**Disclaimer: If it was not clear to you already, this article is not about an algorithm which is practical on computare hardware. It is about a "natural" algorithm, working based on physical/real-life principles. It may give you some insights on algorithmic thinking, though. Either way, it's interesting to know this.**

In this article, I will discuss about an interesting data structure that can deal with all of the following operations in $$$O(1)$$$ time and $$$O(V+EW)$$$ space complexity. The operations are:

- $$$link(u,v,w)$$$: Connect two vertices $$$u$$$ and $$$v$$$ with an edge of weight $$$w$$$.
- $$$cut(e)$$$: Cut the edge $$$e$$$.
- $$$mpath(u,v)$$$: Find a shortest path between two vertices $$$u$$$ and $$$v$$$, if one exists.
- $$$connected(u,v)$$$: Check if two vertices $$$u$$$ and $$$v$$$ are connected.

Here are how each operation works and are implemented.

#### "Base structure"

Each vertex is an object where you can tie a string on. A plastic ring should work fine. Each edge is a flexible (but not elastic!) string with a certain length. A (practically infinitely) long thread of string, and a pair of scissors is maintained for future use. This is the "base structure" of this data structure.

#### $$$link(u,v,w)$$$

Grab your pair of scissors, and cut out a string of length $$$w$$$, and connect vertex $$$u$$$ and $$$v$$$ with the string physically. This is practically $$$O(1)$$$ in time complexity, and contributes $$$O(W)$$$ to the space complexity.

#### $$$cut(e)$$$

Grab your pair of scissors, and cut the string corresponding to the edge $$$e$$$. This is $$$O(1)$$$ in time complexity, and garbage collection can work nicely as well. (Just throw away the string into the bin.)

#### $$$connected(u,v)$$$, $$$mpath(u,v)$$$

These two operations are basically one operation in reality. This operation can be interpreted as the following linear program.

Now, if you're accustomed to linear programming, you might realize that this is the LP formulation of shortest paths on an undirected graph. Now, what we did for each $$$link$$$ and $$$cut$$$ operation just translates to the constraints in this linear program. Because we connected $$$u_e$$$ and $$$v_e$$$ physically with a string of length $$$w_e$$$, the two vertices cannot have a distance farther than $$$w_e$$$. The only step left is to bind $$$X_u=0$$$ and maximize $$$X_v$$$.

Maximizing $$$X_v$$$ is not hard. You can just grab $$$u$$$ and pull $$$v$$$ forcefully towards some direction until you cannot pull further. Now that the linear program is complete physically, we have just found the result in $$$O(1)$$$ time. If you can pull infinitely, the linear program is unbounded, which means the two vertices are disconnected. If you cannot pull further than some distance, that distance is the shortest path, and the path connecting $$$u$$$ and $$$v$$$ in a straight line now is the shortest path.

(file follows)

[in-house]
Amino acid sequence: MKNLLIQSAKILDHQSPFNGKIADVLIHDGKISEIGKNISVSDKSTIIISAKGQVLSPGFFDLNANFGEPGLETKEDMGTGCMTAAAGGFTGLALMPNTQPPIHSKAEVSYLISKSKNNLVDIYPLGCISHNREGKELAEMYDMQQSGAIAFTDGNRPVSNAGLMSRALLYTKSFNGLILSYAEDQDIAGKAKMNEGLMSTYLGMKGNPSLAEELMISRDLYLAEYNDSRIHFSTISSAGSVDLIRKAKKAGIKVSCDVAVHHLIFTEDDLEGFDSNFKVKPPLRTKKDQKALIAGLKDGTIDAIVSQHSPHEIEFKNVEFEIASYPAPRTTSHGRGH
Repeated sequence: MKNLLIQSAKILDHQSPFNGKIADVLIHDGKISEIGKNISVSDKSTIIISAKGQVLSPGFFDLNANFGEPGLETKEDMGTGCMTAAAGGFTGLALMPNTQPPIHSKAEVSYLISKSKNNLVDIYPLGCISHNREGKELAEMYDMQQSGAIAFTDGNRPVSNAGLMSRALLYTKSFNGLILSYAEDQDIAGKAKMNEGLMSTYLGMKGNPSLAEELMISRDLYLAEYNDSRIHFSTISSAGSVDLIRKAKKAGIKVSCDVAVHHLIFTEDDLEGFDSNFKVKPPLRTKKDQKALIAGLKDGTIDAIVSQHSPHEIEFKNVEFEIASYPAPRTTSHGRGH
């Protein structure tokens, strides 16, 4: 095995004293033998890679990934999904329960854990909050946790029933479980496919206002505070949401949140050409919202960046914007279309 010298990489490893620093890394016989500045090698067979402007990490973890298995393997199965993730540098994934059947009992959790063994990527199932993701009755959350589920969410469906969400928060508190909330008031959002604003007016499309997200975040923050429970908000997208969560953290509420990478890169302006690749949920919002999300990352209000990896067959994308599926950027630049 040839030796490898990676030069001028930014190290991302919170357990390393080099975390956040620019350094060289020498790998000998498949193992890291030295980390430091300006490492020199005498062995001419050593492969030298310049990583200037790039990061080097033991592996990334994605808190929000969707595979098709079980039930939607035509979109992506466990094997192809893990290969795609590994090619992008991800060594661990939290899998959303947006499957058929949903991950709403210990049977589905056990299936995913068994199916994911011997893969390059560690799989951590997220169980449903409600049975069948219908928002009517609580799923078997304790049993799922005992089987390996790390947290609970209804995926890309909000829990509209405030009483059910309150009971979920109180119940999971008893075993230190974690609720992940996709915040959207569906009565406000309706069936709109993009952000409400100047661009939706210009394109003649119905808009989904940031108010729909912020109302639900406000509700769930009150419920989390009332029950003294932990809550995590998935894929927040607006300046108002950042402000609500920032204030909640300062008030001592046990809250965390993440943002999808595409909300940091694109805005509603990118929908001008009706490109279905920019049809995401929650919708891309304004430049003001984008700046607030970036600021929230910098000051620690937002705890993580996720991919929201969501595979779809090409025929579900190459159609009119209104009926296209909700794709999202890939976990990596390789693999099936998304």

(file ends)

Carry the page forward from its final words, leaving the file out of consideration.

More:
#### Conclusion

With physical principles, we just found out that time complexities that seem impossible can in fact be possible in natural algorithms. How fascinating it is to know what physics can provide us in algorithms! I hope this article could give you some insights on algorithmic thinking, or at least keep you interested throughout the article.

pulling the two nodes apart will take O(shortest path length) time my fellow spammer

Just pull harder :P

dude im not your stepbro and you're not a girl

If you drop the rings to some deep well (in vacuum), gravity will move them in an acceletared rate. In particular, the lenght covered in time $$$t$$$ will be $$$s = g t^2 / 2$$$. It thus suffice to drop the rings and get the solution in $$$O(\sqrt{2 \cdot shortest\, path\, length / g})$$$.

Note that to obtain a better constant factor it's advisable to stand on the poles rather than on the equator, as gravity is a little bit stronger there ;)

It's really nice how we can use competitive programming in real life to do many amazing things effectively. This blog is but one of many thing that can be derived from algorithmic thinking. Amazing blog. Upvoted.

Jokes apart, this is actually a cool and clever idea, so idk why people are disliking it.

next blog: solving TSP in O(n) by using creepers and cats in Minceraft

Seems similar to quantum computing to me. Using physics to solve algorithmatic problems.

Another physical "algorithm" of this type is sleep sort, which is the analog of counting sort.

I can't stand someone posting more sophisticated shitposts than me